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Why Most Diets Don't Work
by Don Bennett, DAS

You eat for two basic reasons: 1. For fuel (measured in calories), and 2. For nutrients (vitamins, minerals, etc.). There are also emotional reasons for eating, but the above two requirements are the only reasons your body needs to have food. Keeping these two requirements in mind, let's look at how they can keep you from being the weight nature intended you to be.

The amount of calories you need during a day depends on your energy output. If output equals input, you neither gain nor lose weight. So, optimally, the food you eat should meet your daily energy requirement. If you eat more than you need to satisfy your caloric requirement, you gain weight. If you eat less than you need to satisfy your caloric requirement, you get hungry. So under normal circumstances, you become hungry as a signal to satisfy your caloric needs.

You also have daily nutrient needs. If you consume more nutrients than you need, unlike calories, it's no big deal. But if you consume fewer nutrients than you need, your health will suffer. Not overnight, but over time... chronically. Malnutrition contributes to chronic degenerative disease.

That being said, let's look at how food is structured as it regards these two components: fuel and nutrients. If you were the designer of the foods meant for human consumption, how would you determine how much fuel and nutrients a food should have? Since daily caloric needs do not necessarily mirror our daily nutritive needs, it would be impossible to design a food to have just the right amount of both calories and nutrients. So in nature's infinite wisdom, our food contains far more nutrients than we need in a day. That way, no matter what our level of activity (no matter how many calories we need), we will still get enough nutrients. Or if the food has lost some of its nutritional value because it's been "off the vine" for a few days, there's still plenty of nutrients to fulfill our needs.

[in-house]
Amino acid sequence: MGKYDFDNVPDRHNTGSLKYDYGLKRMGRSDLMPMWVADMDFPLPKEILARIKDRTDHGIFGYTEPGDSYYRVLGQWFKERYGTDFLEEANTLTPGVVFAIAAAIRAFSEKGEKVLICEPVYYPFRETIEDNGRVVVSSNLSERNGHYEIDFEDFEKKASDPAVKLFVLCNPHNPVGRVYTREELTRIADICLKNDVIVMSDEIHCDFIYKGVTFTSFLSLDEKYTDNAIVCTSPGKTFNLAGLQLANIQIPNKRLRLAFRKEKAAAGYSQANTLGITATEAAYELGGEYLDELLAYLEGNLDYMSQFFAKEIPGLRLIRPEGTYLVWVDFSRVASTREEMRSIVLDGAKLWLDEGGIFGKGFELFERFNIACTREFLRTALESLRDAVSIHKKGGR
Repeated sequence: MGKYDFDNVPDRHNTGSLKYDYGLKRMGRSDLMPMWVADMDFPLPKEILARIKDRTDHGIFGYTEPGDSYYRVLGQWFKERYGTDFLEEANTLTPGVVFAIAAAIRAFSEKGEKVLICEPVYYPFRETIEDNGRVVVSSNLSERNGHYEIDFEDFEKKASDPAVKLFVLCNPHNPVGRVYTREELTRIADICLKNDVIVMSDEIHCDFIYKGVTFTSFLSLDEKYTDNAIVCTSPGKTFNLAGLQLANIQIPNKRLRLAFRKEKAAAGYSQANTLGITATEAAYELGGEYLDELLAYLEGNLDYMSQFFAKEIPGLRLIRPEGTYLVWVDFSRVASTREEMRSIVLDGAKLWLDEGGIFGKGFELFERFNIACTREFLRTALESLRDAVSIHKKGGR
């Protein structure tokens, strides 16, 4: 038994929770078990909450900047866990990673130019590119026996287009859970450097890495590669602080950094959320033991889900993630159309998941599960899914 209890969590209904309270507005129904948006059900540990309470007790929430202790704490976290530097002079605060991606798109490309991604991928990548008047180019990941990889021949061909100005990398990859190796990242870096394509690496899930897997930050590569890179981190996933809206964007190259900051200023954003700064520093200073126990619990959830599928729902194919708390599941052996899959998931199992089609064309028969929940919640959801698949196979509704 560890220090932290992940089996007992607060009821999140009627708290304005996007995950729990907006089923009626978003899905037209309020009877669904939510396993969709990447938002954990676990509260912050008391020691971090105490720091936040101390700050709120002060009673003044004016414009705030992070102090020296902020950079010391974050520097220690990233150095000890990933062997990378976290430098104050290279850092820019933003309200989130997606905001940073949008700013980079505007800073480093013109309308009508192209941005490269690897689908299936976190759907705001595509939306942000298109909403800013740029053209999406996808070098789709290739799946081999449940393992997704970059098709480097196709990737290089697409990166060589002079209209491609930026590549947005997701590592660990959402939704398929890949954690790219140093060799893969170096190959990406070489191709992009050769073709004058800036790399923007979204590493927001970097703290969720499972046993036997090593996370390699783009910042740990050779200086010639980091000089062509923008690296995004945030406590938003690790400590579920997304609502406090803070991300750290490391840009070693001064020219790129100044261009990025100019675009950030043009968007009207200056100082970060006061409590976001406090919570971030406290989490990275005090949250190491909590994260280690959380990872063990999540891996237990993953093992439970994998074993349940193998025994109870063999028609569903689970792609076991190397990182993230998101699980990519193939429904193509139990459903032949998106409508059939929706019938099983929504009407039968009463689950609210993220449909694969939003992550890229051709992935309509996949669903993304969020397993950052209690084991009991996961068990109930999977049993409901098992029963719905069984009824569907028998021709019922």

So our foods have a ratio of fuel-to-nutrients, with nutrients being the bigger of the two. Again, this insures that even if we are eating lightly, or the food has been sitting around for a few days, we can still get enough vitamins, minerals, phytonutrients, and all of the as-of-yet undiscovered substances that we need.

But there are some things that can change this natural ratio of fuel-to-nutrients. If a food is grown in nutrient depleted soil, it will be lacking in nutritional value. Normally, spinach is a good source of iron, yet I've seen spinach that contained no significant amount of iron due to unhealthy soil! And I understand that a downside of genetically engineered corn is that it doesn't pick up zinc from the soil, while traditionally grown corn normally would.

But by far the biggest factor that affects the fuel-to-nutrient ratio is cooking. When a food is exposed to temperatures over 115 degrees, many nutrients are damaged, becoming unusable by the body. For example, vitamin C and the B vitamins are especially heat sensitive.

What happens when your body doesn't get enough fuel? You get hungry. But your body also lets you know when you aren't getting enough nutrients. If you're eating foods whose fuel-to-nutrient ratio is the opposite of what nature intended due to cooking (more fuel than nutrients) your body says, "Yep, I've got enough calories, but not enough nourishment; keep eating." And you do. But you're eating in an attempt to satisfy your nutrient needs, not your caloric needs. So what happens? You gain weight, or maintain an already overweight condition. And this is why diets that contain cooked foods aren't the most effective way to lose weight.

Empirical evidence shows that a person eating a diet composed mostly of uncooked plant-based foods will find their unnatural weight eventually "melts off", and stays off. Is there a dietary lifestyle that contains a healthy amount of uncooked food that is also delicious, satisfying, and not boring? You bet there is! And once you give your body what it needs, and stop giving it what it doesn't want, your eating becomes less of a response to cravings, and more of a desire to eat foods that you love, and that love you back... as nature intended!

Recommended reading: "The 80-10-10 Diet " by Doug Graham

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